Selling handmade goods can be an incredibly rewarding and lucrative career with the rise in online shopping. But determining how to price your products appropriately can be a challenge, especially if you’re just starting out. Here are a few tips that may help when it comes to pricing your handmade goods.
The handmade goods industry has evolved from what began as a relatively niche market to one of the most plentiful in ecommerce. The handmade or handcrafted industry consists of products made without using the typical machinery utilized by most mass-market production companies.
Handmade items have quickly become popular throughout the ecommerce world, combining a personal touch with the ability to quickly and efficiently get products to customers all over the world.
Why Go Handmade?
Handcrafted items tend to hold value for customers for a multitude of reasons. First, the creativity of many handcrafted products is simply unmatched by items that are mass-produced. Handmade goods also represent more than a finished product; they illustrate what is often hours of hard work and dedication from the person producing the item. Homemade products are incredibly unique, with no two items looking exactly alike. When buying handmade products, you’re obtaining a one-of-a-kind item, which makes the purchase even more special.
Handmade items are sold on many different online marketplaces, with some being more popular than others. Here are a few of the most common marketplaces where handmade goods are sold:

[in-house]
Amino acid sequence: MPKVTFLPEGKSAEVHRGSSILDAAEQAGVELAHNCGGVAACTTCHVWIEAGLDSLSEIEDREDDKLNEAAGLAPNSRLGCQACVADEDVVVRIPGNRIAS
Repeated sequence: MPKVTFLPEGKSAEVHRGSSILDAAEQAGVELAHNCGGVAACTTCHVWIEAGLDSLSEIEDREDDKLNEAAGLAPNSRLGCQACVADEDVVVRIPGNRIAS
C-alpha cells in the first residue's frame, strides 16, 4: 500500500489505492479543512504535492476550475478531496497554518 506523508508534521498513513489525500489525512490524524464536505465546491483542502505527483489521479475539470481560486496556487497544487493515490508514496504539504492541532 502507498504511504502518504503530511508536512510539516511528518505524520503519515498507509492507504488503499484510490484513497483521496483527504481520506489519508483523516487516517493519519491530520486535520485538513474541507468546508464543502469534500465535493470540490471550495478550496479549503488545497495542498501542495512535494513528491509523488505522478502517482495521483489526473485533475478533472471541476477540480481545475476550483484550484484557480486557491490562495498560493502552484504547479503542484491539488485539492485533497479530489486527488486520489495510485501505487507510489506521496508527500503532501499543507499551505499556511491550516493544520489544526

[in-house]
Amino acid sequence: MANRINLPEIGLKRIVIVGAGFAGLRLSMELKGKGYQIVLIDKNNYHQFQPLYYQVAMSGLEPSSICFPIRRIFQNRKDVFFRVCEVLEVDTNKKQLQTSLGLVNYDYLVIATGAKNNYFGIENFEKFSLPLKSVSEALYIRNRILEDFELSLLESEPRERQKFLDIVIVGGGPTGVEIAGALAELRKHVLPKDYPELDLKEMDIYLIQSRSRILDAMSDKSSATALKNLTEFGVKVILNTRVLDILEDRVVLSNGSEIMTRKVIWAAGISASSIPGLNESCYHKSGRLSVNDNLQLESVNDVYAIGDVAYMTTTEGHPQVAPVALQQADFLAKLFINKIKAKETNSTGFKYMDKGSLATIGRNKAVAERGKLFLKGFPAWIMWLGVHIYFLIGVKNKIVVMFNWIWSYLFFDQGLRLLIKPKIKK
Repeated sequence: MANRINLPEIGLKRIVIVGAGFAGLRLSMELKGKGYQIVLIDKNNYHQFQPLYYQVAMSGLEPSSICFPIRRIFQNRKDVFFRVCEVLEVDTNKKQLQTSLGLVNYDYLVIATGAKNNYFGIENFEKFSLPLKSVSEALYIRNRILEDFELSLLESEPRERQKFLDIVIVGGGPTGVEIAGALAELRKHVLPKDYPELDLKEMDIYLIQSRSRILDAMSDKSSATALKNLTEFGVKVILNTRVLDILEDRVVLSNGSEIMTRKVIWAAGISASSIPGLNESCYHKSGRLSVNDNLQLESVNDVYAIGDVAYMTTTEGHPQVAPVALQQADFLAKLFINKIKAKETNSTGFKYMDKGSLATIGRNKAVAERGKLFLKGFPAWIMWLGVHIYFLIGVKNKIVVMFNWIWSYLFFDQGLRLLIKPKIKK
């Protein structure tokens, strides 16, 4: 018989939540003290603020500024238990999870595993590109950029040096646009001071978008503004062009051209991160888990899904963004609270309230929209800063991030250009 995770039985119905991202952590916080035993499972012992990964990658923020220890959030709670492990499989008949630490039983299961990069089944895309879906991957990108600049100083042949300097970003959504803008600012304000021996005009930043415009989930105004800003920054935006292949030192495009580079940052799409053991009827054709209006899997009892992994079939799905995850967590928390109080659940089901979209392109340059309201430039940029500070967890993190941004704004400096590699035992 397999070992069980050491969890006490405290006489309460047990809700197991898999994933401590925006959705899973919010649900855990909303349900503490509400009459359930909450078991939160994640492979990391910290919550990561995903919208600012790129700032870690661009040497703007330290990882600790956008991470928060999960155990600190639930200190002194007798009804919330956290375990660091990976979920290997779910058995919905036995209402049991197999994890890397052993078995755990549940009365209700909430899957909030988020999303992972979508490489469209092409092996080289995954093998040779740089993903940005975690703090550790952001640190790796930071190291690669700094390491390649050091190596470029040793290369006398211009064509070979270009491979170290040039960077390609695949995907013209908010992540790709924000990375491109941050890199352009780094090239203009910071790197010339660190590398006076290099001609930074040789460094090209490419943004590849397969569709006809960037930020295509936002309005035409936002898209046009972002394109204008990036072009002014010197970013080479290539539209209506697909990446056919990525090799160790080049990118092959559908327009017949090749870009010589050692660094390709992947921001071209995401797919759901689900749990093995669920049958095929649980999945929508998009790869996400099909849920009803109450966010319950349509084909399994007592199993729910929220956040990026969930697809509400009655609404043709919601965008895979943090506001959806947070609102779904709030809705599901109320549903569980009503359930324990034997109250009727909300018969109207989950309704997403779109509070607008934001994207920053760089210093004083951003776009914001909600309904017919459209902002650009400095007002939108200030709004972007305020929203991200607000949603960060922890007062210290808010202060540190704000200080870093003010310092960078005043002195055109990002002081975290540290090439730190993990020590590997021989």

- Absolute Arts
- Handmade at Amazon
- Indie Cart
How To Price Handmade Goods
Opening a handmade store can be lucrative when done correctly, but determining the value of something made by hand is sometimes easier said than done. Here are a few things to consider when pricing your handmade goods.
The first thing you’ll want to do when deciding on a price point is to take a look at the current market for similar items. Because you’re working with handmade goods, you’ll likely be unable to find an exact match for your products, but try to find items that are as close as possible. Once you find a seller with similar products, take a look at the prices their items are listed for.
Of course, simply listing a product at a certain price doesn’t mean the product will necessarily sell for that amount, so make sure you take your research one step further and look at their ‘sold’ listings and customer reviews. This will give you a better idea as to whether your competitors are actually making sales at that price point, or if their customers believe the products are actually worth that amount.
The more sellers you look into, the better range of potential prices you’ll have. Ideally, your price should land somewhere in the middle of that range to encourage sales while still turning a profit. However, if you use higher-end materials or a more complex process to make your products, you may find that your items fit best at the higher end of that price range.
Cost of Materials